The deduction is not only available to the business owner, but it’s also available to their spouse. In our example above, Linda’s husband would qualify for his own age-based eligible premium deduction amount based on his age.
A greater than 2% owner of an S corporation is treated as though they are a partner and premiums paid may be deductible to the business, but must be included in the income of the greater than 2% owner IRC Section 1372. They can claim the premium deduction as an above-the-line self-employed health insurance deduction up to the age-based Eligible premium.
S-corporation shareholder/employees could have the business pay the premium and add the total premium paid to their W-2 compensation. For tax purposes, this ensures the individual’s plan is considered an employer plan. If the premium is paid personally instead of through the business, it gets more complicated. It must be reimbursed with a written agreement for the plan to be deductible as an employer plan on the owner’s individual tax return.
Partnerships and LLCs (taxed as Partnerships)
Partners can personally deduct their LTC premiums up to the age-based premium limits. If the premium is paid by the partnership, the premium paid must be added to the partner’s K-1 as a “guaranteed payment” IRC Section 707(c)
Example: Sarah, age 58, and Dana, age 64, are 50/50 members of an LLC that last year produced $200,000 of income. They both want to purchase LTC insurance and run it through the business.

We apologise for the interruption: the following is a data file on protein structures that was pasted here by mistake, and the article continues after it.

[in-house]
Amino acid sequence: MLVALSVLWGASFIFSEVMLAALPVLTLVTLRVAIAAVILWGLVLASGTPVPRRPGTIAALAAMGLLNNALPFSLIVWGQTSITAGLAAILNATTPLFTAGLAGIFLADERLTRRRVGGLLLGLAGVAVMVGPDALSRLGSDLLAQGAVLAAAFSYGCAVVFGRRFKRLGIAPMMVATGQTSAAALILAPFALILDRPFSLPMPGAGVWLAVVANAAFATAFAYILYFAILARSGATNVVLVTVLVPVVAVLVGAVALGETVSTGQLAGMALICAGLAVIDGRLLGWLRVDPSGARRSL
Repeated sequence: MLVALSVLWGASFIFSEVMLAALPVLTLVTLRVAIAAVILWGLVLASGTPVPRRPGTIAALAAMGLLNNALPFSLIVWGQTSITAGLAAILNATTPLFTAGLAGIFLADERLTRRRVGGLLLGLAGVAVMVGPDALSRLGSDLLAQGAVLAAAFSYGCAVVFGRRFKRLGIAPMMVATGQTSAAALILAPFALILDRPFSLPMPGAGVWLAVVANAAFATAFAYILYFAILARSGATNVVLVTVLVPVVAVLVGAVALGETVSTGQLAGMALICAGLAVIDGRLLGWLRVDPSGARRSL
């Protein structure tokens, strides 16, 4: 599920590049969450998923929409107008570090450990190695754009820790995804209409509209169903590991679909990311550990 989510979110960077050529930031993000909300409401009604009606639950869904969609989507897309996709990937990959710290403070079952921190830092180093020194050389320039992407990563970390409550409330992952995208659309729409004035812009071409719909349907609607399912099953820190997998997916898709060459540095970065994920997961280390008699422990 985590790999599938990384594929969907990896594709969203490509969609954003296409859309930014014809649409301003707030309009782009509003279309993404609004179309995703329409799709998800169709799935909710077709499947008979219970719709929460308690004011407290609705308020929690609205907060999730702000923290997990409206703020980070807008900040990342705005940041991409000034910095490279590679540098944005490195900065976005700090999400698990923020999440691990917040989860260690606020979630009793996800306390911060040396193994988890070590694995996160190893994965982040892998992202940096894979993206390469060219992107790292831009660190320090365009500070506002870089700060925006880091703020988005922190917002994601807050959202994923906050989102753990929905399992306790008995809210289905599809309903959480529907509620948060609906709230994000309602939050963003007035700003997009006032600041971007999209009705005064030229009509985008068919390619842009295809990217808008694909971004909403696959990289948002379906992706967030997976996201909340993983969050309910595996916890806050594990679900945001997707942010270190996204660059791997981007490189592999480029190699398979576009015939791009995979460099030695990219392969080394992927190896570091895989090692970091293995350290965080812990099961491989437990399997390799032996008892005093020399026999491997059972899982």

Sarah’s LTC insurance premium is $2,900.
Dana’s LTC insurance premium is $4,000.
Without LTC insurance, their income would be $100,000 each. With the LTC insurance premiums being deductible as guaranteed, business income is reduced by $2,900 + $4,000 = $6,900 to only $193,100. Since they split income 50/50, this reduces income to $96,550. Then, Sarah and Dana must each include the premiums paid on their behalf in their respective incomes, which brings Sarah’s total income up to $99,450 and Dana’s up to $100,550. Total business income is still $200,000, but Dana’s taxable share is now a little higher because her LTC insurance premium is more expensive.
Then Sarah and Dana can each deduct their LTC insurance premiums from their tax returns as a “self-employed health insurance deduction.” Sarah is limited to a deduction of just $1,690 of her $2,900 premium, while Dana is able to deduct the entire $4,000 premium because her age-based limit is $4,520.